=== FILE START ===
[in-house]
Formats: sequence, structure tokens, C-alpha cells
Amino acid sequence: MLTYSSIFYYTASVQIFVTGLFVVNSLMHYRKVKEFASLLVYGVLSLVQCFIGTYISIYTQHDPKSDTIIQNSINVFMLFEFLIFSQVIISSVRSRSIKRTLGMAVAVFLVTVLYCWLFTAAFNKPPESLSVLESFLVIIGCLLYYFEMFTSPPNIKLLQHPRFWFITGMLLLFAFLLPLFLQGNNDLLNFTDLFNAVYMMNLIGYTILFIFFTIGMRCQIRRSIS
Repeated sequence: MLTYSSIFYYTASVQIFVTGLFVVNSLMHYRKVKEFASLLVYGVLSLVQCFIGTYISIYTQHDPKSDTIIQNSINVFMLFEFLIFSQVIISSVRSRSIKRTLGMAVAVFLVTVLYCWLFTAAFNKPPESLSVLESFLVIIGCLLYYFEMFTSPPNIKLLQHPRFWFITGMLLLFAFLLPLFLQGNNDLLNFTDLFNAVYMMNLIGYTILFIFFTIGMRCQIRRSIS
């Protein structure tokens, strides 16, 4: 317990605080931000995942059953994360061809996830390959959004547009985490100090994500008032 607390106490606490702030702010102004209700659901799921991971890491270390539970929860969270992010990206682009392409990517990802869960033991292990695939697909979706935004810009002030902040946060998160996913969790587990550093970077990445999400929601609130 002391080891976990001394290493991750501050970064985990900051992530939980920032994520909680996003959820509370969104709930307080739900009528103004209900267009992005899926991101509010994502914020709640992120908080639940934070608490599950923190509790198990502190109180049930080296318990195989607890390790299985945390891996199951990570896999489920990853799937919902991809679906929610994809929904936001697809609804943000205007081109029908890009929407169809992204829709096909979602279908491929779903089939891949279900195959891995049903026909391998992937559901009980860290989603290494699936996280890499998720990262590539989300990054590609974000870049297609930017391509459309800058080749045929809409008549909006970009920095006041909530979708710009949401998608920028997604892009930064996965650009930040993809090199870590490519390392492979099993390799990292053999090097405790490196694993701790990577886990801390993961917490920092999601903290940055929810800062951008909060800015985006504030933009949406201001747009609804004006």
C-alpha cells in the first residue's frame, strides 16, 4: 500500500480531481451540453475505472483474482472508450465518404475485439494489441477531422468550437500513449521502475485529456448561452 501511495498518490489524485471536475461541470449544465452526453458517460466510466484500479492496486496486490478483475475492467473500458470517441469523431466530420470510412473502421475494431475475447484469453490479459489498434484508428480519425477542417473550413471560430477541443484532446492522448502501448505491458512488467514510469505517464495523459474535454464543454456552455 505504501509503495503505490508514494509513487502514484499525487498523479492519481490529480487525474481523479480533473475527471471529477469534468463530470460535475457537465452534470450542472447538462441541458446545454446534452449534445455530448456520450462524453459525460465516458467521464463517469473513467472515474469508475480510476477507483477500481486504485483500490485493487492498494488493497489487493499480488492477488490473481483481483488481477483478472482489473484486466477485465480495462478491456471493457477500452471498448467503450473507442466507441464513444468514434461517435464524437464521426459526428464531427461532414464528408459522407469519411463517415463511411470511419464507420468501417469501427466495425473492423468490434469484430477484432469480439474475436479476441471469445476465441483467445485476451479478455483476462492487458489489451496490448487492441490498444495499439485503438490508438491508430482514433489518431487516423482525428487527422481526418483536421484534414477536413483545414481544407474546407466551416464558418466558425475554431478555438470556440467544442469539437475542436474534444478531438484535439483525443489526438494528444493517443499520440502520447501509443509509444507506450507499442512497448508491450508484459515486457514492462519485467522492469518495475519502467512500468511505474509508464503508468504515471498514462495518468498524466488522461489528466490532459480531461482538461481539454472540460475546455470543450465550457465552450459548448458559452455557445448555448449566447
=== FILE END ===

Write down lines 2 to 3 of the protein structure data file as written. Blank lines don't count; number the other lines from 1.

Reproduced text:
Formats: sequence, structure tokens, C-alpha cells
Amino acid sequence: MLTYSSIFYYTASVQIFVTGLFVVNSLMHYRKVKEFASLLVYGVLSLVQCFIGTYISIYTQHDPKSDTIIQNSINVFMLFEFLIFSQVIISSVRSRSIKRTLGMAVAVFLVTVLYCWLFTAAFNKPPESLSVLESFLVIIGCLLYYFEMFTSPPNIKLLQHPRFWFITGMLLLFAFLLPLFLQGNNDLLNFTDLFNAVYMMNLIGYTILFIFFTIGMRCQIRRSIS